I hope my hon. Friend will give us a little more credit than that suggests. The investment relief is directly tied to relief in domestic manufacturing industry and in commercial vehicles. It is indeed our intention that any improvement in investment shall be directed towards the domestic economy and not dissipated in either investment in property or investment abroad.

Mr. MacGregor

Can the Secretary of State say whether it is also her intention to amend the code in order to remove the present disincentives to increased efficiency and productivity, and, if so, what form her proposals will take?

Mrs. Williams

I can tell the hon. Gentleman that both these matters are under consideration, but I cannot go further than that for the obvious reason that the discussions on this entire subject have only just begun.

Mr. Heffer

Although we accept that her intentions are good, can my right hon. Friend say what actual guarantees will come from the Government to ensure that such increases in prices, leading to increased profits, will be used for the necessary investment which is required?

Mrs. Williams

Yes, I will indeed. In the first year of the investment relief—1975—there was approximately £380 million-worth of relief which was associated with £1,955 million-worth of investment. All this was closely monitored by the Price Commission. The commission has informed me that it is satisfied that the investment relief went directly on investment which benefited the domestic economy, in particular manufacturing. That is indeed precisely in line with the policies of the Government and the Labour Party.

Mr. Neubert

Does not the Minister realise that British industry has been subjected to price control in one form or another for the last five years while wage costs have shot ahead? How will these meagre proposals redress that damaging imbalance?

Mrs. Williams

They will do so along the lines I have indicated. The hon. Member for Romford (Mr. Neubert) will be fair-minded enough to agree that it is important to assure those who are being asked to engage in a very harsh form of incomes restraint that there will not be unnecessary increases in prices and that where prices are increased it will be in order to benefit investment and jobs.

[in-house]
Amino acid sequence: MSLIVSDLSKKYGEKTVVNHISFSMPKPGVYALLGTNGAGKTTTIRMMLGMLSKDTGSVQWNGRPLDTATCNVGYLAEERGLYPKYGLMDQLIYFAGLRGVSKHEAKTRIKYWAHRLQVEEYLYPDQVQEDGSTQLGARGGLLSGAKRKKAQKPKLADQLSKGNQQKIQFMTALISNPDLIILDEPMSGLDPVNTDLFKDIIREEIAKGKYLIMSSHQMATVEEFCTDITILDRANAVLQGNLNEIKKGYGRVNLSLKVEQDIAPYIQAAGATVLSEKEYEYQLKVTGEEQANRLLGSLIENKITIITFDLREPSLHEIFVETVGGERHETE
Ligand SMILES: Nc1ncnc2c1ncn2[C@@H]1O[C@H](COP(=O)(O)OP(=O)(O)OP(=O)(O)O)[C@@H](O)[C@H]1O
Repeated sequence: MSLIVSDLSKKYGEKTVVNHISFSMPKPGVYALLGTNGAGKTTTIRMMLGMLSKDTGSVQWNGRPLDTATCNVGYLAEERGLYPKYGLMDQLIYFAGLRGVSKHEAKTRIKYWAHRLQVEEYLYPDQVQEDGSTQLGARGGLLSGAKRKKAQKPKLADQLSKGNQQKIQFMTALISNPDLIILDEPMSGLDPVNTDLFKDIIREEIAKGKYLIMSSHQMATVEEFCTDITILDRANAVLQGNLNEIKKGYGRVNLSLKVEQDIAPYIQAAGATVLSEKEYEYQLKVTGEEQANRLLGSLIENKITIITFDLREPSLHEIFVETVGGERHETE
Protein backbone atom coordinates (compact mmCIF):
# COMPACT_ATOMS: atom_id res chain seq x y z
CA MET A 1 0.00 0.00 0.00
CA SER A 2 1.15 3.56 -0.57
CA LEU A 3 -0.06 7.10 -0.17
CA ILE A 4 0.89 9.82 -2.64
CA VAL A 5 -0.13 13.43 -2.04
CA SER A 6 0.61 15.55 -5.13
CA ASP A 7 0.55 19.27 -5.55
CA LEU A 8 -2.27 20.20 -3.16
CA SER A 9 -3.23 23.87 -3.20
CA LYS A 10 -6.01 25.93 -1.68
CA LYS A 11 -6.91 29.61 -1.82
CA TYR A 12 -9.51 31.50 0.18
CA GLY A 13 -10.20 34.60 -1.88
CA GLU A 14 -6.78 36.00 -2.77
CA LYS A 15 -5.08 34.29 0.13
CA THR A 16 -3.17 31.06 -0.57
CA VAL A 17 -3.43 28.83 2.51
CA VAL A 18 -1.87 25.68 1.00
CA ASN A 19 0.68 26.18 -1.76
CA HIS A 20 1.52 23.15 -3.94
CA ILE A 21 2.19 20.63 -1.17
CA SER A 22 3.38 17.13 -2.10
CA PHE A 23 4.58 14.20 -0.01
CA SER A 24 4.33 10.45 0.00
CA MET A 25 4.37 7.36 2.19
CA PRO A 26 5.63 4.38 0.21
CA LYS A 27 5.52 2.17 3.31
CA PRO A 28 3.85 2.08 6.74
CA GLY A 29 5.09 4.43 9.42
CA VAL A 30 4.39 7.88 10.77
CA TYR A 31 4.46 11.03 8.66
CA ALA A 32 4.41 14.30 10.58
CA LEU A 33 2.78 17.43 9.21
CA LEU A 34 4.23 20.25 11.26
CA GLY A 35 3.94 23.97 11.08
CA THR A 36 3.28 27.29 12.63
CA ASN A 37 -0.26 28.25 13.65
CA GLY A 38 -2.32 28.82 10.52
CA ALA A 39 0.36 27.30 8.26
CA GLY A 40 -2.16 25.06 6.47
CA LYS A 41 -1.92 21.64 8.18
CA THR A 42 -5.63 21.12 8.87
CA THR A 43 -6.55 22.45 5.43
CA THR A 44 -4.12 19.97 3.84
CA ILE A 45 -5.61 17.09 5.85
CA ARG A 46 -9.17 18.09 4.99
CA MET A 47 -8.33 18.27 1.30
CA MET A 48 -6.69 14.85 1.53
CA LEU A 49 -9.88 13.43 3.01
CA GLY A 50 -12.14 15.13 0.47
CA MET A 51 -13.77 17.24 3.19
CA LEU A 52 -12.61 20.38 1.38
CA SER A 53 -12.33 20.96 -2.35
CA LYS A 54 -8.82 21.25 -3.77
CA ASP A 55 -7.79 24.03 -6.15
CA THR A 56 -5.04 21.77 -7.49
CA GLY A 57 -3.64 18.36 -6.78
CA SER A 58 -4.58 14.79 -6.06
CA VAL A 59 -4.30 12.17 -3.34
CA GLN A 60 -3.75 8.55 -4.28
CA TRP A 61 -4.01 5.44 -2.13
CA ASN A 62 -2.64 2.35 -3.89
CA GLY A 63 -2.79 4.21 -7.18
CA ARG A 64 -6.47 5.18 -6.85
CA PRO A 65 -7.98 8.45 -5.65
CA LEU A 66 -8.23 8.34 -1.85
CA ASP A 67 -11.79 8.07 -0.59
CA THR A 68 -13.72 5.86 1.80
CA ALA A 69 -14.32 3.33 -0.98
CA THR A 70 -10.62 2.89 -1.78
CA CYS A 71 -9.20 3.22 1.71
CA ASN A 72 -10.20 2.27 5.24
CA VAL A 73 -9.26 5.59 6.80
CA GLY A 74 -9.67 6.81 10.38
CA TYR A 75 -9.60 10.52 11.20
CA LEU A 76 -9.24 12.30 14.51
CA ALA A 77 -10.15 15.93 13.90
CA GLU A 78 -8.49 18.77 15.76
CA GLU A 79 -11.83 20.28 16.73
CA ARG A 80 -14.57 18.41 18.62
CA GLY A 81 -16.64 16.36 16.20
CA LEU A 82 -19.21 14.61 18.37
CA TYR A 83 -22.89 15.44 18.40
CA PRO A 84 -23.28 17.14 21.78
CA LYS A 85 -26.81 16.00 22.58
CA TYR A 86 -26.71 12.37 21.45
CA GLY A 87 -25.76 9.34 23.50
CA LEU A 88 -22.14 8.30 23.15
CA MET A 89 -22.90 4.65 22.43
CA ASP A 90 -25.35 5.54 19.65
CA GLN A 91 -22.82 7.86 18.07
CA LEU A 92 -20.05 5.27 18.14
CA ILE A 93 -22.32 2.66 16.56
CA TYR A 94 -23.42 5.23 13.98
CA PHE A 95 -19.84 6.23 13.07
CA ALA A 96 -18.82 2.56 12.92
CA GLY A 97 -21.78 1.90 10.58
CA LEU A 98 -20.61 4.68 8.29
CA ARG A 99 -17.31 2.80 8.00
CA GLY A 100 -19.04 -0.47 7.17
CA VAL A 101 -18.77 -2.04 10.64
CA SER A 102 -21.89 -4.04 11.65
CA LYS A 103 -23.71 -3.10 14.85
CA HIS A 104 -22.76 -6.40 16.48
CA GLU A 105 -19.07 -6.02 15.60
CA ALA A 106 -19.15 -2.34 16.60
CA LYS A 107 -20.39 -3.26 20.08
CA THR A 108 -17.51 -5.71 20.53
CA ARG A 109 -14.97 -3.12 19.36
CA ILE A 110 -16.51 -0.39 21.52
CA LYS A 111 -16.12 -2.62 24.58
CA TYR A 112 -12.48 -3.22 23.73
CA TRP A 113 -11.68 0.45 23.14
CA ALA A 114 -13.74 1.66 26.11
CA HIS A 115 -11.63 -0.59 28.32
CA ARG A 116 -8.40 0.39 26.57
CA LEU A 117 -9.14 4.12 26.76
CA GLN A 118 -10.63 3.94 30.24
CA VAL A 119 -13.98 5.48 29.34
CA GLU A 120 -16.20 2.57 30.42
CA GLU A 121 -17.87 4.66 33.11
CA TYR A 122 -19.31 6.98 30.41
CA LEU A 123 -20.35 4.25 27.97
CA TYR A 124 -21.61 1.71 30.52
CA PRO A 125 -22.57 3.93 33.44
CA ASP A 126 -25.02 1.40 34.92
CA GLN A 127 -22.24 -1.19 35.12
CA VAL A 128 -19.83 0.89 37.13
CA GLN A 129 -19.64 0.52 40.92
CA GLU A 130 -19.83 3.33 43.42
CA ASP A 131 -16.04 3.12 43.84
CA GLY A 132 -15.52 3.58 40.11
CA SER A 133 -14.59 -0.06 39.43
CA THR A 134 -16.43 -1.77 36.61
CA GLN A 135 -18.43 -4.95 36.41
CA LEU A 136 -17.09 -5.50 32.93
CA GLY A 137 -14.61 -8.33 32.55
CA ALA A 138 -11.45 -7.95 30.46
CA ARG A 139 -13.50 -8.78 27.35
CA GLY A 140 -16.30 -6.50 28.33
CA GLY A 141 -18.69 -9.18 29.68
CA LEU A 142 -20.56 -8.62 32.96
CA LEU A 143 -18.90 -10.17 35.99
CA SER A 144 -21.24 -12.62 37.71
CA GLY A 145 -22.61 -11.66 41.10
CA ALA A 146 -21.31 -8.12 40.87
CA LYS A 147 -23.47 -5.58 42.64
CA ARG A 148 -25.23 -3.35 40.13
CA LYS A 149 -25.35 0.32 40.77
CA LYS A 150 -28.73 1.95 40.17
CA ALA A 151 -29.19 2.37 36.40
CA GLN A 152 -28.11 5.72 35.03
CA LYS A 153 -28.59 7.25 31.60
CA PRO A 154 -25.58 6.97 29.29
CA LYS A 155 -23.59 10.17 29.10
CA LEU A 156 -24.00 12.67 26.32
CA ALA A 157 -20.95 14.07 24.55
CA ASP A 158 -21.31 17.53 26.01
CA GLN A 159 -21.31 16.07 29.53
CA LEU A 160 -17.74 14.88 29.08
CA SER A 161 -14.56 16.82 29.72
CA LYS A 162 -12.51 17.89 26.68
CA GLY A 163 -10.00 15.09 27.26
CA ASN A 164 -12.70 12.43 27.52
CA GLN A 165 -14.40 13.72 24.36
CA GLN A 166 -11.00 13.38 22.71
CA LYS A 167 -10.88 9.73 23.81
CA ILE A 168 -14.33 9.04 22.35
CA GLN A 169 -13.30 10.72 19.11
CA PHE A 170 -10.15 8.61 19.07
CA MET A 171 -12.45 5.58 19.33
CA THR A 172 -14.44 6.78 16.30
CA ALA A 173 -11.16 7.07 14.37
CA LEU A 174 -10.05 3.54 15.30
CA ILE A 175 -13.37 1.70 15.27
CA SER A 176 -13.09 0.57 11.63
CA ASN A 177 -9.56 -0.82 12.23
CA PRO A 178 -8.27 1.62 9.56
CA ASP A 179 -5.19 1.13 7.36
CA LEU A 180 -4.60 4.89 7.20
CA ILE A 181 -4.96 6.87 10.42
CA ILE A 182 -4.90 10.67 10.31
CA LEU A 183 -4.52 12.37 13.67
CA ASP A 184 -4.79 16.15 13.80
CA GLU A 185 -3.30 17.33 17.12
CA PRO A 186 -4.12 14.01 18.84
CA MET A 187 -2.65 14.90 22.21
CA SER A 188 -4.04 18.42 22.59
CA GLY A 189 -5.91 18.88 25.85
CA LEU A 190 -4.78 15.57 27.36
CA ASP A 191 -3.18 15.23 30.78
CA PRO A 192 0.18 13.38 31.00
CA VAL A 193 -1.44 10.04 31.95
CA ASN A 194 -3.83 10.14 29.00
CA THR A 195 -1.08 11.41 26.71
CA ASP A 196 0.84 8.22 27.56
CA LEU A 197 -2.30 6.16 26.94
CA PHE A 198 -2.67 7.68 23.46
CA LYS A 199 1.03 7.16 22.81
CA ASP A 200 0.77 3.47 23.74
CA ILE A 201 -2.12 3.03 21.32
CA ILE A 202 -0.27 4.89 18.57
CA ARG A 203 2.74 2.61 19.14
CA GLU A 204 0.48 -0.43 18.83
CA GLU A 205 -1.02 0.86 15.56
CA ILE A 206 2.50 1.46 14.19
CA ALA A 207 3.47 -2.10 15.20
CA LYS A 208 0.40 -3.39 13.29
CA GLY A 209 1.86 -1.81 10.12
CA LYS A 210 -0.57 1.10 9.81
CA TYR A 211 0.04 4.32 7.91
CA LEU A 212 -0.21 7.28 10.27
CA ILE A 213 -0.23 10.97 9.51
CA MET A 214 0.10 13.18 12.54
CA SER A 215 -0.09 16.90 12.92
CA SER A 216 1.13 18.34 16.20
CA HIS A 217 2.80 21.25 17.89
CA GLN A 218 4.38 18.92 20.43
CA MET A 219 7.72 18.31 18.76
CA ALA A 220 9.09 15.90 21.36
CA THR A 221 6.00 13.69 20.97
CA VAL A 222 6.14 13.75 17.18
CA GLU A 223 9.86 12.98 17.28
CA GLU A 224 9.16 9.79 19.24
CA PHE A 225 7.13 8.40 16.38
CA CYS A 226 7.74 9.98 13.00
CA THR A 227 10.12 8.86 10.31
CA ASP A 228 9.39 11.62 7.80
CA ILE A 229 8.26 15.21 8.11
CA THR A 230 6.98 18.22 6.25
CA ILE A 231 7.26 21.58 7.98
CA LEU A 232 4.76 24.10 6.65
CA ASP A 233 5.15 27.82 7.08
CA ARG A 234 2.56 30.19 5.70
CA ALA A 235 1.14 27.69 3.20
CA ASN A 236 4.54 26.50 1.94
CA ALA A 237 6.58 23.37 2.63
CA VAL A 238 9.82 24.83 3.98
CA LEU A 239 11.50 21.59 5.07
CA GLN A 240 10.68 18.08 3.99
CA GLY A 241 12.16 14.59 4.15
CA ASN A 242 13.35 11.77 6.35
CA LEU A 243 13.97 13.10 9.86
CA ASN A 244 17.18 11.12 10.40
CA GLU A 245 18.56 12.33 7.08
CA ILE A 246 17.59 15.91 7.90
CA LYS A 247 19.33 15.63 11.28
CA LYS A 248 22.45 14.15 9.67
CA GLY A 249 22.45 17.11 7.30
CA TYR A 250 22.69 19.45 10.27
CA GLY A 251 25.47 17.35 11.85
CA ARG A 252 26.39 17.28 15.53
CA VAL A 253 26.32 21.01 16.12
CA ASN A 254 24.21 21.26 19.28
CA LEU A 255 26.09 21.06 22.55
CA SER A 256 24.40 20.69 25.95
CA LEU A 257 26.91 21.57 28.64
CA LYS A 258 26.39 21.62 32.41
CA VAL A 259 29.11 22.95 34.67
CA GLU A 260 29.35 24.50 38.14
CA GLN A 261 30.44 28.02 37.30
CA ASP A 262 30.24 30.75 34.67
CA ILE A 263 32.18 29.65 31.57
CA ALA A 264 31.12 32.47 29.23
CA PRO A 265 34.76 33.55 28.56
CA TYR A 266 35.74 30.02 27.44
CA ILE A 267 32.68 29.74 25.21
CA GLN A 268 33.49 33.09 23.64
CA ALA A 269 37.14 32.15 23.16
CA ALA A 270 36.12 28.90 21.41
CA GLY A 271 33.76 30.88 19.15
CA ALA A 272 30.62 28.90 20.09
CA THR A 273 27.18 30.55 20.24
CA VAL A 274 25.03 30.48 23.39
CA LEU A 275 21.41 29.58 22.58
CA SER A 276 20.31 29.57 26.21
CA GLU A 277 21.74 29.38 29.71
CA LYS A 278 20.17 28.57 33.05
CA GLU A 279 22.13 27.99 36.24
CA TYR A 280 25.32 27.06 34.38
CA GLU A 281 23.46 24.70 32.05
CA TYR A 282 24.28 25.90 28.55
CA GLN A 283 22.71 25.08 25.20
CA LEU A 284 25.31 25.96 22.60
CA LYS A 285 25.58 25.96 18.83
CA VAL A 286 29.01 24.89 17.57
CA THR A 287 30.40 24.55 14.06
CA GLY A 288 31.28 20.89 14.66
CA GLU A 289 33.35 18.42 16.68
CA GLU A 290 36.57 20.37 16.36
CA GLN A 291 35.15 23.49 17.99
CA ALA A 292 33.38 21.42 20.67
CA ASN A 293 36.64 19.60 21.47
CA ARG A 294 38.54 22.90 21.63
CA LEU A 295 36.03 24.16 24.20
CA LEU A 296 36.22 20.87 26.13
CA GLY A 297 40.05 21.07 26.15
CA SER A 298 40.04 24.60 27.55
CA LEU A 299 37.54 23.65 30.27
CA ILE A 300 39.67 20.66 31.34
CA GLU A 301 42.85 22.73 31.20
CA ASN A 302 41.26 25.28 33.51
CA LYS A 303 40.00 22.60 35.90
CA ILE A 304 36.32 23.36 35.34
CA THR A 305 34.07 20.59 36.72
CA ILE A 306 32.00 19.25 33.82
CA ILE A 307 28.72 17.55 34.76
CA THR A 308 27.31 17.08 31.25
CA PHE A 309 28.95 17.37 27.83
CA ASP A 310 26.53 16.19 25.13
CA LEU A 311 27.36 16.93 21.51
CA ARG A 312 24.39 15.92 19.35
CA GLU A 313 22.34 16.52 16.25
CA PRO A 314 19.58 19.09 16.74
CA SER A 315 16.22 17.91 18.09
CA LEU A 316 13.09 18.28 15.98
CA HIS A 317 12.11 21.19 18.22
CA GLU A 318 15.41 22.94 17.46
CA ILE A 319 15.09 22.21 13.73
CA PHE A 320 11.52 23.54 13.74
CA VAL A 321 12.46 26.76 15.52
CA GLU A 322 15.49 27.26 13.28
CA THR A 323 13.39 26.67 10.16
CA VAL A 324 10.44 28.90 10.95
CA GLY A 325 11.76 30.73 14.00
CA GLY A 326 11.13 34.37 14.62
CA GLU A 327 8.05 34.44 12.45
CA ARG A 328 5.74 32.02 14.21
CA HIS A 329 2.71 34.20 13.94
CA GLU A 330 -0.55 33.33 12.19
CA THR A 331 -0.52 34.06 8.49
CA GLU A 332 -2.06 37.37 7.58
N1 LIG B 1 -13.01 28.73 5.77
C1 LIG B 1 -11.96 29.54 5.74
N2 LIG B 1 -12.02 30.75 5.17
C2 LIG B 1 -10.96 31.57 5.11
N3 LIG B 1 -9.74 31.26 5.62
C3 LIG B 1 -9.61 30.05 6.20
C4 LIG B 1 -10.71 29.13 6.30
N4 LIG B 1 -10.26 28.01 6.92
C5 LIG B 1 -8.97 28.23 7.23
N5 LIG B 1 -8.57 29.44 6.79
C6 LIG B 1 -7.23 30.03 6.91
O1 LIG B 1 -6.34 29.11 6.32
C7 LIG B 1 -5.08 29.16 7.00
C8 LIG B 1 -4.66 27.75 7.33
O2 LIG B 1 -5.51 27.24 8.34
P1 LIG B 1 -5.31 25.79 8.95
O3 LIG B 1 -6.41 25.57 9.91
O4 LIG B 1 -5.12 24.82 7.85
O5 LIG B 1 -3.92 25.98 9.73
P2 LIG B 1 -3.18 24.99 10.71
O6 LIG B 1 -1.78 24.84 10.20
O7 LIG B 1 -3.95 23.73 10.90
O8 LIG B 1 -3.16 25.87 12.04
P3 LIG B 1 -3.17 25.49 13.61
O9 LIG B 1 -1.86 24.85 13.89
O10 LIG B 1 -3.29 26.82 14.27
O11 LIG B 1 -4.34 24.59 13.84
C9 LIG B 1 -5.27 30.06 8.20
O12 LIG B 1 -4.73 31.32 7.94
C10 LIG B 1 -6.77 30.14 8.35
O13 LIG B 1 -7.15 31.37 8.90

Mr. Molloy

Is my right hon. Friend aware that only last week in the Financial Times there was evidence of massive increases in profits? To the ordinary housewife there does not seem to be any dramatic reduction, or indeed holding, of prices. Is my right hon. Friend further aware that, when she receives supplications from the Conservative Party to allow prices to rise, official Shadow spokesmen tell us that she is pretty frightful to allow prices to rise and that this is a bad thing? My right hon. Friend ought not to take too much notice of this but should take heed instead of the TUC's request to hold prices as much as she can.

Mrs. Williams

I am well aware of the fact that, regardless of almost anything I do on prices, it will be wrong as far as the Opposition are concerned, but that is the nature of their particularly destructive contribution to the policy. With regard to the first part of my hon. Friend's question, let me say right away that the return on capital in real terms, allowing for inflation, has fallen from approximately 11 per cent. 10 years ago to 7 per cent. in 1970 and to 4 per cent. in 1974. I do not think it is unreasonable to say that, whatever else has benefited over the last couple of years, it has not primarily been profits.

Mr. Giles Shaw

While congratulating the right hon. Lady in setting out with vigour on the tightrope or the plank, may I ask whether she can be a little more encouraging to those who believe that the restrictions of the Price Code have been the major disincentive to the economy at the present time? Would she not agree that to remove the Price Code altogether would increase the Retail Price Index by only something like 1 per cent. or less? Would she not agree that in the present economic climate—I stress this—this would do more for jobs and investment than the tinkering with the code which she is proposing?

Mrs. Williams

I think the hon. Gentleman would also agree that one of the major factors in returning confidence has been the slowing down of the rate of inflation. I do not think it is reasonable to suggest that there can be a very tight control over incomes without any form of control over prices. Having said that, I believe that the TUC will fully accept that, where relaxations in prices are directly related to domestic investment improvements—they frankly were not between 1972 and 1974—there is a consensus for making these changes.